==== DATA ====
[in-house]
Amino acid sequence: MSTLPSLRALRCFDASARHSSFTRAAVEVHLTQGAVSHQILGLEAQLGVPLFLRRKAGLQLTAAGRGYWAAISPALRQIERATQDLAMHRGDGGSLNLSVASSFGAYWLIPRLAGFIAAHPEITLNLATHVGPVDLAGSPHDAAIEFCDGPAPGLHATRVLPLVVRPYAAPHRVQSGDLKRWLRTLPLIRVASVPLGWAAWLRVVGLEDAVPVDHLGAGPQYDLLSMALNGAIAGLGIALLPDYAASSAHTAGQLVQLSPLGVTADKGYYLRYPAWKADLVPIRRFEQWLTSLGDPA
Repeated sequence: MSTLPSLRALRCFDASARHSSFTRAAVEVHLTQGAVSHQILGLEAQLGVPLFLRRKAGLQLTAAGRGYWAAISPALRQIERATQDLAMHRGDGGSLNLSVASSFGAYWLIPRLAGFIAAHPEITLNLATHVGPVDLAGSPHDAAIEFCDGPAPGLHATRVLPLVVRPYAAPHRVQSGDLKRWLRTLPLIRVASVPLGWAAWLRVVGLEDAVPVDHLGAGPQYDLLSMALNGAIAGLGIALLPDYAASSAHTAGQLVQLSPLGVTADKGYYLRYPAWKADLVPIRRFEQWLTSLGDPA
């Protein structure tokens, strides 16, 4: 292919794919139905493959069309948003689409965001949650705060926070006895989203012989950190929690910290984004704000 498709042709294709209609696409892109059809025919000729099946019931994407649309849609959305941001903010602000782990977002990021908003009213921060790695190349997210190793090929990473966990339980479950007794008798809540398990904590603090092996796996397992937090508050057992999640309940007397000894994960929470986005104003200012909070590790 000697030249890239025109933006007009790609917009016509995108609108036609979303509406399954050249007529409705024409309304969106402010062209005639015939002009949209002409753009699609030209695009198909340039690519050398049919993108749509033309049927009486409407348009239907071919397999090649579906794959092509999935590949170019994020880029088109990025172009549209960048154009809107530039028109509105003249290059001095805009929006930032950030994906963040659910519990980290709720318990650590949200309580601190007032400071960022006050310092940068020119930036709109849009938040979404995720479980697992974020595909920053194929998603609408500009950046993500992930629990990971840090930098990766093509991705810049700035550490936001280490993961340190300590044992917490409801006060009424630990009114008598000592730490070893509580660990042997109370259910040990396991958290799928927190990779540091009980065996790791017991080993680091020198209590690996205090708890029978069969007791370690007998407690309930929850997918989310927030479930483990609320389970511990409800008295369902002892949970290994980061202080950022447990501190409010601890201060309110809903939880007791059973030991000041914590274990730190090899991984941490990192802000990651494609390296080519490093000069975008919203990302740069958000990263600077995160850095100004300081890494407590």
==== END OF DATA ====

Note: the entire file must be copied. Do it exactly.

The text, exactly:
[in-house]
Amino acid sequence: MSTLPSLRALRCFDASARHSSFTRAAVEVHLTQGAVSHQILGLEAQLGVPLFLRRKAGLQLTAAGRGYWAAISPALRQIERATQDLAMHRGDGGSLNLSVASSFGAYWLIPRLAGFIAAHPEITLNLATHVGPVDLAGSPHDAAIEFCDGPAPGLHATRVLPLVVRPYAAPHRVQSGDLKRWLRTLPLIRVASVPLGWAAWLRVVGLEDAVPVDHLGAGPQYDLLSMALNGAIAGLGIALLPDYAASSAHTAGQLVQLSPLGVTADKGYYLRYPAWKADLVPIRRFEQWLTSLGDPA
Repeated sequence: MSTLPSLRALRCFDASARHSSFTRAAVEVHLTQGAVSHQILGLEAQLGVPLFLRRKAGLQLTAAGRGYWAAISPALRQIERATQDLAMHRGDGGSLNLSVASSFGAYWLIPRLAGFIAAHPEITLNLATHVGPVDLAGSPHDAAIEFCDGPAPGLHATRVLPLVVRPYAAPHRVQSGDLKRWLRTLPLIRVASVPLGWAAWLRVVGLEDAVPVDHLGAGPQYDLLSMALNGAIAGLGIALLPDYAASSAHTAGQLVQLSPLGVTADKGYYLRYPAWKADLVPIRRFEQWLTSLGDPA
């Protein structure tokens, strides 16, 4: 292919794919139905493959069309948003689409965001949650705060926070006895989203012989950190929690910290984004704000 498709042709294709209609696409892109059809025919000729099946019931994407649309849609959305941001903010602000782990977002990021908003009213921060790695190349997210190793090929990473966990339980479950007794008798809540398990904590603090092996796996397992937090508050057992999640309940007397000894994960929470986005104003200012909070590790 000697030249890239025109933006007009790609917009016509995108609108036609979303509406399954050249007529409705024409309304969106402010062209005639015939002009949209002409753009699609030209695009198909340039690519050398049919993108749509033309049927009486409407348009239907071919397999090649579906794959092509999935590949170019994020880029088109990025172009549209960048154009809107530039028109509105003249290059001095805009929006930032950030994906963040659910519990980290709720318990650590949200309580601190007032400071960022006050310092940068020119930036709109849009938040979404995720479980697992974020595909920053194929998603609408500009950046993500992930629990990971840090930098990766093509991705810049700035550490936001280490993961340190300590044992917490409801006060009424630990009114008598000592730490070893509580660990042997109370259910040990396991958290799928927190990779540091009980065996790791017991080993680091020198209590690996205090708890029978069969007791370690007998407690309930929850997918989310927030479930483990609320389970511990409800008295369902002892949970290994980061202080950022447990501190409010601890201060309110809903939880007791059973030991000041914590274990730190090899991984941490990192802000990651494609390296080519490093000069975008919203990302740069958000990263600077995160850095100004300081890494407590």